Four cheers for the U.S. Conference of Mayors! It has just voted up a resolution calling on Washington to transfer $126-billion in annual spending from its Middle East wars to America’s cities! This vote represents an historic, antiwar breakthrough, one perhaps analogous to CBS anchor Walter Cronkite’s commentary on February 27, 1968, that the U.S. could get no better than a stalemate in Viet Nam. As Cronkite put it, “…it is increasingly clear to this reporter that the only rational way out then will be to negotiate, not as victors, but as an honorable people who lived up to their pledge to defend democracy, and did the best they could.”
We might hope Americans today will not have to endure further long years of losses in blood and treasure as did this nation in the Sixties and into the Seventies because Presidents Johnson and Nixon refused to withdraw even though the objective Cronkite rightly diagnosed the conflict as win-less and futile. Unfortunately, President Obama is not apt to listen to the mayors, either.
He is expected to deliver a speech calling for a mere token withdrawal from Afghanistan, where the cruel war drags on into its tenth year, making it the longest contest in U.S. history. That’s despite a Bloomburg poll, one of many, that shows the American public by an overwhelming margin of 63% to 30% want “complete withdrawal.” U.S. taxpayers are not only funding about 100,000 uniformed troops in Afghanistan but a like figure of civilian “contractors,” who may be considered irregular regulars.<
According to the Agence France-Presse dispatch of June 20, Obama “has to weigh rising popular discontent over the war with military and strategic considerations and may want to showcase faster withdrawals when he runs for a second term next year.”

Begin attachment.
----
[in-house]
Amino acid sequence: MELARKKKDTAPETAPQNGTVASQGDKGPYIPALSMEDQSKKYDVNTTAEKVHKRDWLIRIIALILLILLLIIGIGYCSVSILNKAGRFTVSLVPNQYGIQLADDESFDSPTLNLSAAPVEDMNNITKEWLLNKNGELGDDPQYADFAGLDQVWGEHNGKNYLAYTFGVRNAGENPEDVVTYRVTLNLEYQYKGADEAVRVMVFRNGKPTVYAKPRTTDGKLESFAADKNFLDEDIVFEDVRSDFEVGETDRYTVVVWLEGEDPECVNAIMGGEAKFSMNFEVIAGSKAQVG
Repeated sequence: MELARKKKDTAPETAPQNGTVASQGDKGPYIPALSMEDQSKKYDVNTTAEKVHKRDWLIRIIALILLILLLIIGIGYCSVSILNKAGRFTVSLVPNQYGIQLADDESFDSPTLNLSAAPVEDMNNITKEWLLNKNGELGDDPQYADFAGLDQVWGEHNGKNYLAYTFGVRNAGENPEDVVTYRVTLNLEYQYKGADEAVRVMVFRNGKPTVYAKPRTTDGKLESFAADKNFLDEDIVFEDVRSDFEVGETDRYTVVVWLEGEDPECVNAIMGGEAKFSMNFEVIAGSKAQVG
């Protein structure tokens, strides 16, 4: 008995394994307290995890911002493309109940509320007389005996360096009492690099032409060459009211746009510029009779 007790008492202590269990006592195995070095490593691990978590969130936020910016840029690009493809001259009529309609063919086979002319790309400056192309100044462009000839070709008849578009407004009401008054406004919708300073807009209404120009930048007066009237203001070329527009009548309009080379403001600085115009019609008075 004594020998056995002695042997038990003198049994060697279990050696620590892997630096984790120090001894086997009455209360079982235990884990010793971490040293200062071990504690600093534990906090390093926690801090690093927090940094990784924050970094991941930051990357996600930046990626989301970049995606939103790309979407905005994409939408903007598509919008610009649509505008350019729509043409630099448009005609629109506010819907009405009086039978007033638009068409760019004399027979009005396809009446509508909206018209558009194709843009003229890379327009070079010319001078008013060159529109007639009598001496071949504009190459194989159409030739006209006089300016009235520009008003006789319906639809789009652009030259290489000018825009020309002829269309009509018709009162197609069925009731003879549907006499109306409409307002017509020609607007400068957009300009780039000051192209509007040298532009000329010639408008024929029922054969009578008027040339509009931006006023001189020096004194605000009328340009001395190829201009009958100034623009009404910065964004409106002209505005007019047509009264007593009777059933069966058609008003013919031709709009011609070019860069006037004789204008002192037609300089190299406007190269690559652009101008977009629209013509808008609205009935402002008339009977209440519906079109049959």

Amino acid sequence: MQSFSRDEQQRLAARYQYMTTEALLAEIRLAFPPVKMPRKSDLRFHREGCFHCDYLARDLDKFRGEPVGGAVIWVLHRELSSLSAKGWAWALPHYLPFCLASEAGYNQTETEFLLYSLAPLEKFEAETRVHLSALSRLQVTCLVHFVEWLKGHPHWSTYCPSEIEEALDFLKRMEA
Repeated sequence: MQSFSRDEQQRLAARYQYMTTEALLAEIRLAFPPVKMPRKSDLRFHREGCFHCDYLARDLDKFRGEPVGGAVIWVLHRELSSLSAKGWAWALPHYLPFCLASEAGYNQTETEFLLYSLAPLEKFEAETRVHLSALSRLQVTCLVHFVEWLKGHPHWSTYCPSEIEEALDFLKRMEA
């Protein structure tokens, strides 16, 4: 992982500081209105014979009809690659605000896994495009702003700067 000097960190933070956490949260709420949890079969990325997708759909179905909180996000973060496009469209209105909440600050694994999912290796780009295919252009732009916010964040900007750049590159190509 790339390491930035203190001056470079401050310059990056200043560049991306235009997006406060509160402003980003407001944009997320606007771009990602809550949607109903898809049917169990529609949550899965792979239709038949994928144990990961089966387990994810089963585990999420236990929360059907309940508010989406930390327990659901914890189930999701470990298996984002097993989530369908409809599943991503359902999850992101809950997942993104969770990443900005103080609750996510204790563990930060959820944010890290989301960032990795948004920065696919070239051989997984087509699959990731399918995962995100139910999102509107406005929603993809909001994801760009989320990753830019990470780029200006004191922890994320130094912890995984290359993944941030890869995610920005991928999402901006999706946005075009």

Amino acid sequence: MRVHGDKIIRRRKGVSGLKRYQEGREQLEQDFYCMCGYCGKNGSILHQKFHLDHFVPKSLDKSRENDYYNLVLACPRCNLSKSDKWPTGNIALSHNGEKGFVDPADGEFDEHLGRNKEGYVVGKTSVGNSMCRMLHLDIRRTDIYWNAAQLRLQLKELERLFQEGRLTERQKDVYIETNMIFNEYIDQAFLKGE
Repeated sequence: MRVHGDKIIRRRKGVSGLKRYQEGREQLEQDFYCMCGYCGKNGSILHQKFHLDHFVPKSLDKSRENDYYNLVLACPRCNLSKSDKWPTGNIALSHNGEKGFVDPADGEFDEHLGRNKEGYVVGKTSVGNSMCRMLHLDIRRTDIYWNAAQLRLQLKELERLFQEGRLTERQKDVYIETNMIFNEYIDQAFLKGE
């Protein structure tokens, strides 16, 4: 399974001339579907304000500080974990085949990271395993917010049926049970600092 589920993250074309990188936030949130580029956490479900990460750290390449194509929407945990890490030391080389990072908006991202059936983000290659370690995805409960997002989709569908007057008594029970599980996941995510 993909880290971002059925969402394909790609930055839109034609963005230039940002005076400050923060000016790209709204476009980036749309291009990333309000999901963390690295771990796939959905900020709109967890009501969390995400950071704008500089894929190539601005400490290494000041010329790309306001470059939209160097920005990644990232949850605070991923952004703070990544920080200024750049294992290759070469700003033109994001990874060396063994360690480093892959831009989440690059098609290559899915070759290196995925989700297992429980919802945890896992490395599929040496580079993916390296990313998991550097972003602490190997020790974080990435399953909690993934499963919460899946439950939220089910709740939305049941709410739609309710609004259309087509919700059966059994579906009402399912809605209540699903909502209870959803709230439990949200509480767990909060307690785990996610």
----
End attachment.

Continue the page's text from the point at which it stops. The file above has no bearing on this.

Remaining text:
And Monday’s Washington Post reported, “Senior Democrats in Congress, and many Republicans, have questioned the major troop deployments, called the costs unsustainable and urged a rapid withdrawal. Senate Armed Services Committee Chairman Carl M. Levin (D-Mich.) has suggested that Obama withdraw 15,000 troops by the end of the year.
Support for the war is ebbing fast on Capitol Hill, even among Republicans. As the Post remarked, “In a debate last week, seven Republicans contesting the party’s 2012 presidential primaries were divided about how to proceed, with most calling for the troops to come home.” (Italics added.)
However, 200,000 take away 10,000 or 15,000 is not exactly what the American public is hoping for—particularly those who have loved ones stationed in Afghanistan. Mr. Obama will get to meet some of those who have served there on Thursday when he visits the Tenth Mountain Division at Fort Drum, N.Y. Many of these troops have done two or more tours in the Middle East and maybe the President should do less talking and more listening. These are men and women who have seen the ghastly face of war.
Obama — a president whose background check reveals he was a CIA employee and who follows the CIA’s hawkish line in foreign policy—is not apt to listen to Senator Levin, the nation’s mayors or the American people. The polls have long shown the American public is disgusted with the wars in the Middle East and is beginning to make the connection between the slowdown in the economy, and the terrible nation-wide cuts in public services on one hand with Pentagon spending on the other, spending that tops $1-trillion a year, sucking up 52 cents out of every tax dollar and leaving the civilian sector to fight over the scraps.<
Outside of the White House, is it possible to find an American anywhere who believes that the presence of U.S. troops on the ground in Afghanistan is essential to our national security — particularly when we have some 800 bases around the world ready to deploy troops at the drop of a bomb?
Sherwood Ross is a Miami-based publicist for good causes who also directs the Anti-War News Service. To comment or contribute contact Ross at email@example.com.)